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The infamous tale of Van Gogh and his severed ear donated to the local prostitute has always been a fun topic of discussion among art nerds; so here was this art nerd, yours truly, keen to get into what the latest writer had to say about the guy. Van Gogh was your typical VUW student: spends all his money on durries and wine and lives in a degenerate flat in a windy city. He was deep and brooding and thought no one understood him and his art (or BA).
Van Gogh’s Ear is Bernadette Murphy’s desperate attempt to be the next Raymond Chandler. Thinking of herself as a detective figure, she describes and deducts like any cheap detective novel would; convoluted, fluffy, and try-hard. It’s hard to get past the first few chapters — her self-indulgent life stories and anecdotes have next to no relevance to what the title promises. This is a set up for a sleepy and bland read where you have to reach for the fun stuff about one of the most interesting, influential, and controversial artists.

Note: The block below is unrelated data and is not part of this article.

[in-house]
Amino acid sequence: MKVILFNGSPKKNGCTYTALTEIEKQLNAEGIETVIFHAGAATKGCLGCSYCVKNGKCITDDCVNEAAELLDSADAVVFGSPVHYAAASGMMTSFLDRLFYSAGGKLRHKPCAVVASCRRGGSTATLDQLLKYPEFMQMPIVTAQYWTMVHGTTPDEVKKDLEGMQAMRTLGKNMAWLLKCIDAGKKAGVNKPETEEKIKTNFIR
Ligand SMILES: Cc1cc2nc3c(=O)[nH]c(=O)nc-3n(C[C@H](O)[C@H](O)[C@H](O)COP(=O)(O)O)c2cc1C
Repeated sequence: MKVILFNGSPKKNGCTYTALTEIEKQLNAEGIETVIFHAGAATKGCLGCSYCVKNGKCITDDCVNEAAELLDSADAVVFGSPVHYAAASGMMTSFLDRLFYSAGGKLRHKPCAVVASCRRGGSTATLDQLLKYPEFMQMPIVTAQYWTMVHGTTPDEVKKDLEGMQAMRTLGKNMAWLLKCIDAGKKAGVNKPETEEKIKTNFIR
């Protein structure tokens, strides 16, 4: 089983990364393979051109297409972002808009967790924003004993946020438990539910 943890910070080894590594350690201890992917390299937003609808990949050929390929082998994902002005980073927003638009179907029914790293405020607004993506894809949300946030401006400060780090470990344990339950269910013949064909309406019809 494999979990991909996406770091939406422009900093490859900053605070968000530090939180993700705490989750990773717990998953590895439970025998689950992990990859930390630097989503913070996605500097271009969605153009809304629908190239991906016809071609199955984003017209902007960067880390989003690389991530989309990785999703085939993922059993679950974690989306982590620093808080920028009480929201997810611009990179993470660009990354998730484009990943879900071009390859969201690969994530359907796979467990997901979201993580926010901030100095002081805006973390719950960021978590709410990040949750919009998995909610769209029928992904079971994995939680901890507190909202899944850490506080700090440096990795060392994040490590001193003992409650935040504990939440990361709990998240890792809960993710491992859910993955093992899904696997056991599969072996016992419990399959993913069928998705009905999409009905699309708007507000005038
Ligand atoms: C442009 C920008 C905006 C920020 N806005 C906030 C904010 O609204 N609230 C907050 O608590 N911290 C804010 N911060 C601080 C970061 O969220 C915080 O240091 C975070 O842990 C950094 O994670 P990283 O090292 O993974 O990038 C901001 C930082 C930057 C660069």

In all fairness, Van Gogh’s Ear is Murphy’s first novel, but it’s infuriatingly obvious. Her style can be jolted and awkward and her descriptions lack creativity. She also had a tendency to repeat herself over, and over, and over again. Murphy, we get it, you reached “dead ends” and had “hot leads” and other classic, half-baked terms.
There are redeeming features — it ain’t all bad. You can learn some interesting stuff from Murphy. Her research process was so long and arduous that it is actually very cool that she discovered and compiled extensive information surrounding Van Gogh. Overall, I would recommend Van Gogh’s Ear to any first year art history student who needs to pick up on their basic art jargon and learn some research skills.